Claudia Heinermann PHOTOGRAPHY









Sjećam se // I remember

War Memories and Dreams for the Future of Bosnian-Dutch youth


Sjećam se is a collaboration between Laura Boerhout and Claudia Heinermann.

Laura is a doctoral candidate at the University of Amsterdam. In the past years, she conducted research on the war legacy in Bosnia-Herzegovina and the Netherlands, and is involved with different NGOs that address the heritage and memory of war in (extracurricular) education and in the public debate. This photo project shows only part of the stories that she has collected for her ongoing research project.

Claudia works mainly on long-lasting documentary photo projects about with an emphasis on 20th century historical topics and the consequences of war and genocide. She has been working in countries, such as Bosnia-Herzegovina, Russia, Lithuania and Rwanda and published, amongst others, the photobook ‘Enduring Srebrenica’ in 2012 on post-war Srebrenica. 


Sjećam se,

Ja sjećam se, te

Ma sta mi uradili

Ma sta mi govorili

Ma sta mi uradili

Ja sjećam se

I remember,

I remember, you

No matter what they  do to me

No matter what they  say to me

No matter what they  do to me

I remember


‘Twenty years is a long time, but then again not that long’, explained Inesa – one of the interviewees – when being asked how the legacy of the war in Bosnia-Herzegovina is being dealt with. The war between 1992 and 1995 that followed the break-up of Yugoslavia deeply affected the landscape and its people. There are still missing persons, every year (re)burials take place and war criminals are still being prosecuted. Many events during the war remain controversial and contested, as politicians, victim’s organisations, veterans, artists, scholars and activists are all advocating for recognition of their perspective on the war. All of these groups have, to a different extent, the power to let their story be heard. This happens in Bosnia-Herzegovina, but also in the Netherlands. This country, after all, received a substantial amount of refugees and is inextricably connected to the war in Bosnia-Herzegovina as a result of the presence of the UN battalion in the designated ‘safe area’ of Srebrenica.
               In the Netherlands the public debate is dominated by legal and liability issues associated with this failed UN peacekeeping mission and until this day there is no official recognition of the Dutch government to commemorate the genocide in Srebrenica, that annually takes place on July 11 in The Hague. However, besides this public ceremony, Bosnian-Dutch people commemorate in numerous individual ways. They do this by, among other things, sharing stories about the time before, during and after the war from all over Bosnia-Herzegovina.  Not every story is granted an equal opportunity to be heard though.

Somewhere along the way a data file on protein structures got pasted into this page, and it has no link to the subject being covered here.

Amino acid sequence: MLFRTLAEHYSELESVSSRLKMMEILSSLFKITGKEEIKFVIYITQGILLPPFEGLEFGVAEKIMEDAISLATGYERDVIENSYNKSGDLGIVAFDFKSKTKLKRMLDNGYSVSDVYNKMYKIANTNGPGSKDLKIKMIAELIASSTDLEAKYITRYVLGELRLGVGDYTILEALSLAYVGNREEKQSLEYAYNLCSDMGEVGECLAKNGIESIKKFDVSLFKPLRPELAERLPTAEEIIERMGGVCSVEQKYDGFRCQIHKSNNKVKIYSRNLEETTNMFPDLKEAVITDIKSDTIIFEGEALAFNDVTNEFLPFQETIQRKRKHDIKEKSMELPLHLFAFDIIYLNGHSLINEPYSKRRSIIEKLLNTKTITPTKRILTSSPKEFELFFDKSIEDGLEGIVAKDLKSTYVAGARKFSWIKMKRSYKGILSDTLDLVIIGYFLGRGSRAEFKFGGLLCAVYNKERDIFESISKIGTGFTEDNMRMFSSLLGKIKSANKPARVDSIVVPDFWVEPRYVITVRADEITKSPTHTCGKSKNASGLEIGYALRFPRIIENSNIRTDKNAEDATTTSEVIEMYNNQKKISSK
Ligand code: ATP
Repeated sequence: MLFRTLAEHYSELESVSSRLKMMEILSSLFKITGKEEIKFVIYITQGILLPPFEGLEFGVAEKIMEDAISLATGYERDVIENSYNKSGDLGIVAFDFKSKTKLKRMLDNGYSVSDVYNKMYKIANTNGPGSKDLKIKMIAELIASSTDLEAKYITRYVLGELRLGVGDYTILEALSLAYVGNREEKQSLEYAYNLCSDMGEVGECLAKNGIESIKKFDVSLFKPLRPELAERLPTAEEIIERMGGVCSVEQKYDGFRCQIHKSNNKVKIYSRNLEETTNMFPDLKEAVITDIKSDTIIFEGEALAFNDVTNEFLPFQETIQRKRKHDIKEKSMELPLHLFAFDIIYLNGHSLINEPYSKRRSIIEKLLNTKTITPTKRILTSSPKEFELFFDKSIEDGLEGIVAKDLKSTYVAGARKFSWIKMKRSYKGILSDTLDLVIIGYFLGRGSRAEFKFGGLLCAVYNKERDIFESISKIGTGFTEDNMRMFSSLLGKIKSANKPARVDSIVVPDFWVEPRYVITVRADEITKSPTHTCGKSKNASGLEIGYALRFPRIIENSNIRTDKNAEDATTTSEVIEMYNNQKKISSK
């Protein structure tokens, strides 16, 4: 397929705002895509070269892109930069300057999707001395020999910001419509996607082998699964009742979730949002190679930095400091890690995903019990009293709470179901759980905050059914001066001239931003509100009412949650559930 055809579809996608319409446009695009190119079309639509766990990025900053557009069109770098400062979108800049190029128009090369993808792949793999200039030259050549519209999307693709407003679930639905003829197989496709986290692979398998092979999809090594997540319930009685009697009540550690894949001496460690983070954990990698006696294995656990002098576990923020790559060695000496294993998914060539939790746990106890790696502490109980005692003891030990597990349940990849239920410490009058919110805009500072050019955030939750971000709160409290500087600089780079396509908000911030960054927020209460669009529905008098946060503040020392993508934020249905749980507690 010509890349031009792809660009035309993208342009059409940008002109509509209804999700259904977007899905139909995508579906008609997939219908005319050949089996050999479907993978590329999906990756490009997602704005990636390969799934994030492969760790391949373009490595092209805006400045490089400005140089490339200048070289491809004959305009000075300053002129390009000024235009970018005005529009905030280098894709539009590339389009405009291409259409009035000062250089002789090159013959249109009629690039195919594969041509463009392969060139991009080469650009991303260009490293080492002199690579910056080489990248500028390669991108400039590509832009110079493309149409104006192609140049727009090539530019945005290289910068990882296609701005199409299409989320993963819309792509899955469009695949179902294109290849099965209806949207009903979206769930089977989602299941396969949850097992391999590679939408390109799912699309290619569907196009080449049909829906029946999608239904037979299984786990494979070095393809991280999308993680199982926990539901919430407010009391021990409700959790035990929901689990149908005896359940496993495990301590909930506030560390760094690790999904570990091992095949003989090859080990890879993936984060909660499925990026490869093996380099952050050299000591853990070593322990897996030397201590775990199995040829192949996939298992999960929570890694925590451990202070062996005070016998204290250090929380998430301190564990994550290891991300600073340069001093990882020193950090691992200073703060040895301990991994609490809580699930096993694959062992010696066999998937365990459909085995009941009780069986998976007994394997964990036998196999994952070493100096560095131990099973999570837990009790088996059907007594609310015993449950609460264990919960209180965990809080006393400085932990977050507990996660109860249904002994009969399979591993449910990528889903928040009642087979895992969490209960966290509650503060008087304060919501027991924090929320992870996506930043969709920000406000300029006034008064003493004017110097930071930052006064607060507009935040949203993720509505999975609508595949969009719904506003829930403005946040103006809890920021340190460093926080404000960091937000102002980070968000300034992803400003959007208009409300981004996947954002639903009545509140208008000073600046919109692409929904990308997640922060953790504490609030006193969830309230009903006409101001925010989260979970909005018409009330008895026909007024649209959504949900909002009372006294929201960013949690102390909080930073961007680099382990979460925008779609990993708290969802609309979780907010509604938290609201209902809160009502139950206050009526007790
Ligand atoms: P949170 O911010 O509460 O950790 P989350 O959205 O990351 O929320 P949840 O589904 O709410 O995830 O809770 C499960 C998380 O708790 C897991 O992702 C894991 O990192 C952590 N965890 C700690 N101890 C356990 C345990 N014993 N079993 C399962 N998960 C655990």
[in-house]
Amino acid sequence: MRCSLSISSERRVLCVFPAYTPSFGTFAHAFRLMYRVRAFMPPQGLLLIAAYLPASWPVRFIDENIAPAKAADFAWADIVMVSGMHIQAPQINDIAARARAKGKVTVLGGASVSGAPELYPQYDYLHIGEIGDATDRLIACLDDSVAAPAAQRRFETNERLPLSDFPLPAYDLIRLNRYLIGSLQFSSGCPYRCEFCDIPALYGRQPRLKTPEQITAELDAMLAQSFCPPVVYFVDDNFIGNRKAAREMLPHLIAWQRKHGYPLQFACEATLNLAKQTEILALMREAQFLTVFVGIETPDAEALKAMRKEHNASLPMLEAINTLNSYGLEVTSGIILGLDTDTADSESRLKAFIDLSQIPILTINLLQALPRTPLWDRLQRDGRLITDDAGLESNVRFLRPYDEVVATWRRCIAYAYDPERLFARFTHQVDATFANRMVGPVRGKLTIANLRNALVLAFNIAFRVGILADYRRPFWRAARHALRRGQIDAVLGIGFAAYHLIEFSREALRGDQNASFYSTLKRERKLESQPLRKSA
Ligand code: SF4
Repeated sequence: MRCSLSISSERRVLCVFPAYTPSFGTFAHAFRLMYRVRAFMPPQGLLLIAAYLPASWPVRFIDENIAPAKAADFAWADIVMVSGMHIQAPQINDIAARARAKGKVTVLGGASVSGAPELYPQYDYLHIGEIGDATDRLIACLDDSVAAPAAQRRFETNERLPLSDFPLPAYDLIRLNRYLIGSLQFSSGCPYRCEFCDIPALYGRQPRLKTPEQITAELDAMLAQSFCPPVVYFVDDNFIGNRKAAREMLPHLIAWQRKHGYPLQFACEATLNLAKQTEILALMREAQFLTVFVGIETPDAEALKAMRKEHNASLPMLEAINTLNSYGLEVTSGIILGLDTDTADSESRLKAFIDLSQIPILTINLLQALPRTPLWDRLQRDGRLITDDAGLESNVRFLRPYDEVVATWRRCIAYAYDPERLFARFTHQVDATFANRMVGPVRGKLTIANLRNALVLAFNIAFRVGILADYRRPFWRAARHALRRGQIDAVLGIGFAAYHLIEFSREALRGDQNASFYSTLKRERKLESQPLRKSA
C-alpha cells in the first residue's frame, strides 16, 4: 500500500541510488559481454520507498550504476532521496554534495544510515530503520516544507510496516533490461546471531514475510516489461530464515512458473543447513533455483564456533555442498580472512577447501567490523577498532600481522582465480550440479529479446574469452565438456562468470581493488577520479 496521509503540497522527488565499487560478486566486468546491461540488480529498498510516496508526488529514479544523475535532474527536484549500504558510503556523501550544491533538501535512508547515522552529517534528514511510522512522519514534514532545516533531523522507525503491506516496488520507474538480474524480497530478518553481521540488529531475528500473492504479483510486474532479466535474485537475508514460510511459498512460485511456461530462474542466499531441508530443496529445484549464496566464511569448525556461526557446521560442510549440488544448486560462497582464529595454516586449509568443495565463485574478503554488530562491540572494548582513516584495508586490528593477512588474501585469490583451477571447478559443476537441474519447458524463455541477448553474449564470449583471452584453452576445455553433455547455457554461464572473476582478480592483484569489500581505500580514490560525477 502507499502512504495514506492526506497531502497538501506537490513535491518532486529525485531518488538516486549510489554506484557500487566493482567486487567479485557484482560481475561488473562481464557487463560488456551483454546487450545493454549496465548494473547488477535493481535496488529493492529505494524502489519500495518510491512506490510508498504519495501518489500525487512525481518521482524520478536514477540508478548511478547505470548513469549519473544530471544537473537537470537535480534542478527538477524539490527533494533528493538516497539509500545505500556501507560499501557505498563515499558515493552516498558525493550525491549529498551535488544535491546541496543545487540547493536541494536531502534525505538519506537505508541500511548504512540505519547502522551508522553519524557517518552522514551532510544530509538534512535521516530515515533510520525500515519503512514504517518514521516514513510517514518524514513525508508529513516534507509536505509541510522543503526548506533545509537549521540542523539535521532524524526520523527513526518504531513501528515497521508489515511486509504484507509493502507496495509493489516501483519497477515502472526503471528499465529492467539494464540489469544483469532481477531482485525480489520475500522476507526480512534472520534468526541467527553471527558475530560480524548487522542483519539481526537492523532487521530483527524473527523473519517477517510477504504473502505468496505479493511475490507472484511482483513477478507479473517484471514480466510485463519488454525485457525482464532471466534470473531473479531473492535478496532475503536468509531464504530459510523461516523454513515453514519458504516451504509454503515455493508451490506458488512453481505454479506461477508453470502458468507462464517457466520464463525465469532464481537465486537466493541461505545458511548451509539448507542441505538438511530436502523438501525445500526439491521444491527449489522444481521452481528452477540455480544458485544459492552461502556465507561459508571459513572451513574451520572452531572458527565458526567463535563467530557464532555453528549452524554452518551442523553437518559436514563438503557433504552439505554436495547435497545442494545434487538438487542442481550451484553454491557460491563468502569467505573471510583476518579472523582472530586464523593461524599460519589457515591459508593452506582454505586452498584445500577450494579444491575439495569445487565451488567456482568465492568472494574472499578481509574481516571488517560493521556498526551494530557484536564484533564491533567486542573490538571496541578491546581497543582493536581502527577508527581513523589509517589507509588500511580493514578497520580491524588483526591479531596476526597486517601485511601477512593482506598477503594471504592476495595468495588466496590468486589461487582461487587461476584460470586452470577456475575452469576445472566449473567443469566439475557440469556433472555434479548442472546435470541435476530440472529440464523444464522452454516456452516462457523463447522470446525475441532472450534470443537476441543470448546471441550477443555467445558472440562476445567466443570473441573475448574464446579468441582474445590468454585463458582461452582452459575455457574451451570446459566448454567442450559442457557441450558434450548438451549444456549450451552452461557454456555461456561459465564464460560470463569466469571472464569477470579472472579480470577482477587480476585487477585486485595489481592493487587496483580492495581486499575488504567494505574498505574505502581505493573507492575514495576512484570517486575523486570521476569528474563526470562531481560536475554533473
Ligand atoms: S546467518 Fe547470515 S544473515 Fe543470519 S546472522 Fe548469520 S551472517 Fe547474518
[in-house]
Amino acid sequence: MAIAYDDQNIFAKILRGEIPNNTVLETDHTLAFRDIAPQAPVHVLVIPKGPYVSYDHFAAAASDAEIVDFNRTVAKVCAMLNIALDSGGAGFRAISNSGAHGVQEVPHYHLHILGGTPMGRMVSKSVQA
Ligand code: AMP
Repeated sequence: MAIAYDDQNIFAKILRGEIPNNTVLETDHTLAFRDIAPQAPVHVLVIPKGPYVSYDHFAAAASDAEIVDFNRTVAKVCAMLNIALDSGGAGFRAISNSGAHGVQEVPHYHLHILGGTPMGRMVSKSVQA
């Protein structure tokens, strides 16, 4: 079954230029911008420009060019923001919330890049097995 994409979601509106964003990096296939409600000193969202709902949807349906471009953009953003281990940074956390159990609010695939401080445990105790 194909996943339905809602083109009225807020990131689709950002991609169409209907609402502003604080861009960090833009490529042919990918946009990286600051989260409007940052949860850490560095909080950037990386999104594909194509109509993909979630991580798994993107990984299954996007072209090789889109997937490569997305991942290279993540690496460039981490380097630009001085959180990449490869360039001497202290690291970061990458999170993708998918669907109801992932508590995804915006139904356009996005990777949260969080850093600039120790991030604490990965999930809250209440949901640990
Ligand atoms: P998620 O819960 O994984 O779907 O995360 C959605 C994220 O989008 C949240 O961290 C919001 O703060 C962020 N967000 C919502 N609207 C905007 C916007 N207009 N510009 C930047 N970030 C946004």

The photo procect Sjećam se (‘I remember’) – named after the song of the Bosnian protest band Dubioza Kolektiv – illustrates how Bosnian-Dutch youth (have to) navigate between the stories that they hear at home, at school, online and in the media about Bosnia-Herzegovina, then and now and across borders. One of the characteristics of the Bosnian post-war climate is the fact that people are often exclusively defined by the group they supposedly belong to. On the basis of their name, language and place of residence they are – often unsolicited­ – categorised along these lines. Such generalisations ignore the individual experiences and identifications of their choice. As a consequence, there is less space for stories about, for example, mixed families or cross-cutting solidarities.



In this project, young Bosnian-Dutch share memories of war and dreams of their future, on their own behalf. They share certain similarities: they are all born in Yugoslavia, they all fled to the Netherlands as a child, they are all fan of Yugoslav bands and all grew up with precious and painful memories of Bosnia’s culture and history. But, most of all, they are individuals with their own memories, perspectives and dreams for the future.